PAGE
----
Great history books for students

When Reading History, Read Great Books, advises Diane Ravitch. She quotes Will Fitzhugh, who publishes historical research by high school students in the Concord Review. Common Core State Standards calls for students to read more nonfiction, but they don’t suggest reading complete history books, Fitzhugh writes.

. . . we find them suggesting little nonfiction excerpts and short speeches to assign, along with menus, brochures, and bus schedules for the middle schoolers. Embarrassing.

. . . Everyone is afraid to mention possible history books if they are not about current events, or civics, or some underserved population, for fear of a backlash against the whole idea of history books.

His favorites: Mornings on Horseback (the young Teddy Roosevelt) by David McCullough for high school freshmen, Washington’s Crossing (military history of Revolutionary War) by David Hackett Fischer for sophomores, Battle Cry of Freedom (Civil War) by James McPherson for juniors, and The Path Between the Seas (building of the Panama Canal) by David McCullough for seniors.

What else? I keep thinking of The Red Badge of Courage. It’s fiction, but reputedly so accurate that Civil War veterans couldn’t believe Stephen Crane wasn’t a combat soldier. It sparks students’ imaginations,  it’s short and there’s  no sex.

McCullough: No teacher should major in ed

Americans are “historically illiterate,” by and large, complains historian and author David McCullough in a 60 Minutes interview. When he speaks at universities, he meets bright, attractive, stunningly ignorant college students.

One young woman at a university in the Midwest came up to me after one of my talks and said that until she heard me speak that morning she’d never understood that the original 13 colonies were all on the East Coast. And I thought, “What are we doing that’s so wrong, so pathetic?” I tried it again at several other places, colleges and universities, same thing. . . . when I say our fault I don’t mean just the teachers. I mean the parents and grandparents. We have to take part. The stories around the family dinner table. I say bring back dinner if you want to improve how children get to know history.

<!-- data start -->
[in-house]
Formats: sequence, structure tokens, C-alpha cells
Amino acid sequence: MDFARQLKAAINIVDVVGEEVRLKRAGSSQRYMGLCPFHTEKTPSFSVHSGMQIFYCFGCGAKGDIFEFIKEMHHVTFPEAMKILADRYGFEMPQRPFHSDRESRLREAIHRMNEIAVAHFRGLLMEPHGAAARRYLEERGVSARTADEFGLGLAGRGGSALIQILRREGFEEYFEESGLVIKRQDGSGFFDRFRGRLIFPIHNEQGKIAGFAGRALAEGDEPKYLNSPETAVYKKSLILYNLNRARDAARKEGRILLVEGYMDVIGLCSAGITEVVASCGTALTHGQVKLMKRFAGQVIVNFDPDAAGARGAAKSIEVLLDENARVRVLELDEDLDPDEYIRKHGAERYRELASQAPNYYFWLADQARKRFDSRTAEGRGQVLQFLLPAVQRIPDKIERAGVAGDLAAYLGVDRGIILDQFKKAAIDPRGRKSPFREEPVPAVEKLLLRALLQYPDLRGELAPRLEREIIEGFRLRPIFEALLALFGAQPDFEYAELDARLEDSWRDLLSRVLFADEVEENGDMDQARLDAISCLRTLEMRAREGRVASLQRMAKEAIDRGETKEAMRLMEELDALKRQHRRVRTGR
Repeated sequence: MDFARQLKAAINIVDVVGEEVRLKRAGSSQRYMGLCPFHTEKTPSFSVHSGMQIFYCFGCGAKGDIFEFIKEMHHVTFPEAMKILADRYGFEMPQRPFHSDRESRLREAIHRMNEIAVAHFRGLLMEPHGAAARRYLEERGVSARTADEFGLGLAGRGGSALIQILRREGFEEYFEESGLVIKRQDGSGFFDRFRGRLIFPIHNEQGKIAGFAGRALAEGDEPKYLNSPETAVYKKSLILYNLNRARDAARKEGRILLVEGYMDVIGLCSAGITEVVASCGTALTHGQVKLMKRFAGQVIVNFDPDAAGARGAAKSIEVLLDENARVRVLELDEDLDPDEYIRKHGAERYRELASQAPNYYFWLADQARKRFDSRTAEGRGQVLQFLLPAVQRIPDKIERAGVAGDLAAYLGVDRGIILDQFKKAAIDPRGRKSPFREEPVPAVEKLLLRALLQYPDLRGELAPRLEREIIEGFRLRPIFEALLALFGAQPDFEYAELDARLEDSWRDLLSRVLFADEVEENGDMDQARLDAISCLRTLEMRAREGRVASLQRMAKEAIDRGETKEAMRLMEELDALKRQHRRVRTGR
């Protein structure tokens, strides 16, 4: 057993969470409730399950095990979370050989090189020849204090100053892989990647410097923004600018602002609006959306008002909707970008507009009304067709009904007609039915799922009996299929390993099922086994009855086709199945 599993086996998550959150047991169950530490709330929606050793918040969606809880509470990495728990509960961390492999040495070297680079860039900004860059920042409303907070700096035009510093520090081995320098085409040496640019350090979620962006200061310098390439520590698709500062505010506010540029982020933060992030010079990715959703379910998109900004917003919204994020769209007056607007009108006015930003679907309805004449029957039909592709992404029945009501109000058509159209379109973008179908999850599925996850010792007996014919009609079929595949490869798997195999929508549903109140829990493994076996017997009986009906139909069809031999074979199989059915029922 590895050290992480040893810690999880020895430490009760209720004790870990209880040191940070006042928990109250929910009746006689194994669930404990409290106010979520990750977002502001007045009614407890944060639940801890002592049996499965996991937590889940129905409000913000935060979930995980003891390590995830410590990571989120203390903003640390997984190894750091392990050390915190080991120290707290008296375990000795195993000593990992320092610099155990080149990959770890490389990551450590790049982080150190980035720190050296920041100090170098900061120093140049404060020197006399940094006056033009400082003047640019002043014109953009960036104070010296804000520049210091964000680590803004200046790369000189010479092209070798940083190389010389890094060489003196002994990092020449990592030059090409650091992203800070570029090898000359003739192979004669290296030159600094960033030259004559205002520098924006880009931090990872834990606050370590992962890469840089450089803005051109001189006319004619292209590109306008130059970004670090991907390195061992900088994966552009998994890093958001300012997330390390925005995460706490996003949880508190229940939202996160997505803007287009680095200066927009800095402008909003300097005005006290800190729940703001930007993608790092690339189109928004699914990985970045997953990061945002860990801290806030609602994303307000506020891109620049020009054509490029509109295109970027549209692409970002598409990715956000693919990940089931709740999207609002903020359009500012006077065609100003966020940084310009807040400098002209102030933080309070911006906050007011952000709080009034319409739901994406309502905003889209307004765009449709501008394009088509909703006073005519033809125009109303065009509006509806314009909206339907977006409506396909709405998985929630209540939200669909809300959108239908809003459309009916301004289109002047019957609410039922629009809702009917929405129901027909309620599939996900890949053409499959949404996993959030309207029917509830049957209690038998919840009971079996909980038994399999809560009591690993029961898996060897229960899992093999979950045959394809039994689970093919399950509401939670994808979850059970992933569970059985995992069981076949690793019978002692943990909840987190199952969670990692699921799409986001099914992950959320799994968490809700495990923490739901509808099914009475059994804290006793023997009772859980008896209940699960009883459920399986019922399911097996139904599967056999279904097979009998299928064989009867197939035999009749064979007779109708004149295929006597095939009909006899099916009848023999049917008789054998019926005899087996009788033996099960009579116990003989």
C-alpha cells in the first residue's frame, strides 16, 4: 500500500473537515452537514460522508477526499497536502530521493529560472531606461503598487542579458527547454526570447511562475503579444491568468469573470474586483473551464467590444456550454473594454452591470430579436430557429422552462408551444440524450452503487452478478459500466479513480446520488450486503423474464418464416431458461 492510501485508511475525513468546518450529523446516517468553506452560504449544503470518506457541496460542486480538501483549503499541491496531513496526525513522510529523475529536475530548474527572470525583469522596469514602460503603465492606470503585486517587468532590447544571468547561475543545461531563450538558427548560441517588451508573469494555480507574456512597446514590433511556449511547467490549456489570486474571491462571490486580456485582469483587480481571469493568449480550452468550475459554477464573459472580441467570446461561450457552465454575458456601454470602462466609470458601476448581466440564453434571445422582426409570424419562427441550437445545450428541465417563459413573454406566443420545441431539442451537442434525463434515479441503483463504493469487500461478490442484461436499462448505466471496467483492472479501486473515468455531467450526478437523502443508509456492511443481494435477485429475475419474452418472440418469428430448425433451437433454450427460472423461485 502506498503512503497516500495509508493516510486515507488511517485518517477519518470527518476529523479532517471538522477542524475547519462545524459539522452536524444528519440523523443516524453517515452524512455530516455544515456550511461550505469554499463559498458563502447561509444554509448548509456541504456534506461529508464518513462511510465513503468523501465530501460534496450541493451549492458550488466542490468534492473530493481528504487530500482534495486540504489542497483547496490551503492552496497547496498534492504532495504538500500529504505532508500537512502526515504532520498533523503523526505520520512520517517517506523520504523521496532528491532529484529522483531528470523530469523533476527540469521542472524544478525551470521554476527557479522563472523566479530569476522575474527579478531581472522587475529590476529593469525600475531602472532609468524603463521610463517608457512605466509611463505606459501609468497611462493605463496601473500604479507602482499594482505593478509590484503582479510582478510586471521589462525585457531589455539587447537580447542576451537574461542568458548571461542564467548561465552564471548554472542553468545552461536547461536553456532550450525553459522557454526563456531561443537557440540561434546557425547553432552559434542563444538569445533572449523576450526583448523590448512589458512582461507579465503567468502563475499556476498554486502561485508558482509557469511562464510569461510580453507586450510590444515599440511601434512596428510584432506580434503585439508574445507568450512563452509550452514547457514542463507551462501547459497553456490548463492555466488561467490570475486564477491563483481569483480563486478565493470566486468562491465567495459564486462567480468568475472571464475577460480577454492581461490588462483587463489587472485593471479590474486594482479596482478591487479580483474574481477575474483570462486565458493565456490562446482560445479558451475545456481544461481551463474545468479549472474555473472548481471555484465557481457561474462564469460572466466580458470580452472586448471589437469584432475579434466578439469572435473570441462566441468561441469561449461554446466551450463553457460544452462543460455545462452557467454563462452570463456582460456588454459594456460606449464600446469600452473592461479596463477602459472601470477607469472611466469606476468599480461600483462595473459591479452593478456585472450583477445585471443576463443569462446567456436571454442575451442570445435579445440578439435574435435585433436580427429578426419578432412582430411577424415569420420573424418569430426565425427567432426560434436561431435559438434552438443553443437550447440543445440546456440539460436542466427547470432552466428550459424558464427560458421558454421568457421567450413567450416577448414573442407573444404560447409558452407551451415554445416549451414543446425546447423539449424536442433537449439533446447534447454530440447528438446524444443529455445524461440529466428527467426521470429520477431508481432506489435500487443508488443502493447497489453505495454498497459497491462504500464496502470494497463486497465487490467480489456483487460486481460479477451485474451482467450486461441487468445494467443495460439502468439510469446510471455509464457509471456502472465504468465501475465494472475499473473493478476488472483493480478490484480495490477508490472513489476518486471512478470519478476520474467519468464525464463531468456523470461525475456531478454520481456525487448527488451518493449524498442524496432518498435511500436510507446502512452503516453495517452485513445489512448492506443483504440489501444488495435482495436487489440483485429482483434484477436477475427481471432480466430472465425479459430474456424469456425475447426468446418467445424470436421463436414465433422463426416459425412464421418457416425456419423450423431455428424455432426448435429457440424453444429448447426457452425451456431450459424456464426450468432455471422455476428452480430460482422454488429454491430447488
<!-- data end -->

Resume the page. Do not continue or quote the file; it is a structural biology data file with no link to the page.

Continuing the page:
What about the teachers? asks Morley Safer.

“We need to revamp, seriously revamp, the teaching of the teachers,” McCullough replies.

I don’t feel that any professional teacher should major in education. They should major in a subject, know something. The best teachers are those who have a gift and the energy and enthusiasm to convey their love for science or history or Shakespeare or whatever it is. “Show them what you love” is the old adage. And we’ve all had them, where they can change your life. They can electrify the morning when you come into the classroom.

One of the historian’s children, David McCullough Jr., is an English teacher known for his “you’re not special” commencement speech at Wellesley High in Massachusetts.

Graduates, ‘you are not special’

“You are not special,” English teacher David McCullough Jr. told graduates of Wellesley High School in a commencement speech that’s gone viral on YouTube.

You are not special. You are not exceptional.

Contrary to what your u9 soccer trophy suggests, your glowing seventh grade report card, despite every assurance of a certain corpulent purple dinosaur, that nice Mister Rogers and your batty Aunt Sylvia, no matter how often your maternal caped crusader has swooped in to save you… you’re nothing special.

Yes, you’ve been pampered, cosseted, doted upon, helmeted, bubble-wrapped.

. . . But do not get the idea you’re anything special.  Because you’re not.

. . . your planet, I’ll remind you, is not the center of its solar system, your solar system is not the center of its galaxy, your galaxy is not the center of the universe.  In fact, astrophysicists assure us the universe has no center; therefore, you cannot be it.